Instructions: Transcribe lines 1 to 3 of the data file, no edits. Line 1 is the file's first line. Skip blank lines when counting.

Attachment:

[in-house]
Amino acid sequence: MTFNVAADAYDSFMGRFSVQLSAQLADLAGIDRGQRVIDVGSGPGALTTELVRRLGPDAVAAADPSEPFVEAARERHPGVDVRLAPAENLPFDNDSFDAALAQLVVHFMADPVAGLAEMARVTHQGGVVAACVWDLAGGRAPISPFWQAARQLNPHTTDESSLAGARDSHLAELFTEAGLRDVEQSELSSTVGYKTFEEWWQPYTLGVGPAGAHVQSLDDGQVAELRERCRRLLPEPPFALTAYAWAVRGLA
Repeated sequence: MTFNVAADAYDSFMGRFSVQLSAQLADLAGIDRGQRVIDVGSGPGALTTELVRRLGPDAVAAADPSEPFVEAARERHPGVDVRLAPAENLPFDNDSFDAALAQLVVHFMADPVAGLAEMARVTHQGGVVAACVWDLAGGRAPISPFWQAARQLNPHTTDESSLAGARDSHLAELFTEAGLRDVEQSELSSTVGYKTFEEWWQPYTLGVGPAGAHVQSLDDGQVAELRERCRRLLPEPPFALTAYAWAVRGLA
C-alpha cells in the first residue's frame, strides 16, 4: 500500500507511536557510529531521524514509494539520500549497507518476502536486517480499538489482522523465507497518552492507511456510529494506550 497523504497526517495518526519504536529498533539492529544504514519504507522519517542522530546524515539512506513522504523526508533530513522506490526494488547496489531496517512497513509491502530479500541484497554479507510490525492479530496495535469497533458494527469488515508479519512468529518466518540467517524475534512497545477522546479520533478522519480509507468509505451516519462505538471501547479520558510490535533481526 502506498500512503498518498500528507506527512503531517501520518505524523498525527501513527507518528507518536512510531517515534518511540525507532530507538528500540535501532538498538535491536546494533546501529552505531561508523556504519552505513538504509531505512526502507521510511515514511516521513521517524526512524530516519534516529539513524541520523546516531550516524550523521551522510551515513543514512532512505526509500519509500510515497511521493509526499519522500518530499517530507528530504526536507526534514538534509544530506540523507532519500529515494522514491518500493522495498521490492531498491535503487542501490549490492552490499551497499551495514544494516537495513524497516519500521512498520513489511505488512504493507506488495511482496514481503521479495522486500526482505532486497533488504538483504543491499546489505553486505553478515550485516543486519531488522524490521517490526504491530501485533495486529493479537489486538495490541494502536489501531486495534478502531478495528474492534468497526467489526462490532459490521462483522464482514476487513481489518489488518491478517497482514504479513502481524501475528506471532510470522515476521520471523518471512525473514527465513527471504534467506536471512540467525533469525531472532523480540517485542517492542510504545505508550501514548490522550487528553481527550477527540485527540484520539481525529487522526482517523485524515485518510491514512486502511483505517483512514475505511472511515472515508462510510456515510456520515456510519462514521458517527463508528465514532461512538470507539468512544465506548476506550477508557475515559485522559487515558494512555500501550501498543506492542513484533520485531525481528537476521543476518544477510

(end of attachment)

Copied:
[in-house]
Amino acid sequence: MTFNVAADAYDSFMGRFSVQLSAQLADLAGIDRGQRVIDVGSGPGALTTELVRRLGPDAVAAADPSEPFVEAARERHPGVDVRLAPAENLPFDNDSFDAALAQLVVHFMADPVAGLAEMARVTHQGGVVAACVWDLAGGRAPISPFWQAARQLNPHTTDESSLAGARDSHLAELFTEAGLRDVEQSELSSTVGYKTFEEWWQPYTLGVGPAGAHVQSLDDGQVAELRERCRRLLPEPPFALTAYAWAVRGLA
Repeated sequence: MTFNVAADAYDSFMGRFSVQLSAQLADLAGIDRGQRVIDVGSGPGALTTELVRRLGPDAVAAADPSEPFVEAARERHPGVDVRLAPAENLPFDNDSFDAALAQLVVHFMADPVAGLAEMARVTHQGGVVAACVWDLAGGRAPISPFWQAARQLNPHTTDESSLAGARDSHLAELFTEAGLRDVEQSELSSTVGYKTFEEWWQPYTLGVGPAGAHVQSLDDGQVAELRERCRRLLPEPPFALTAYAWAVRGLA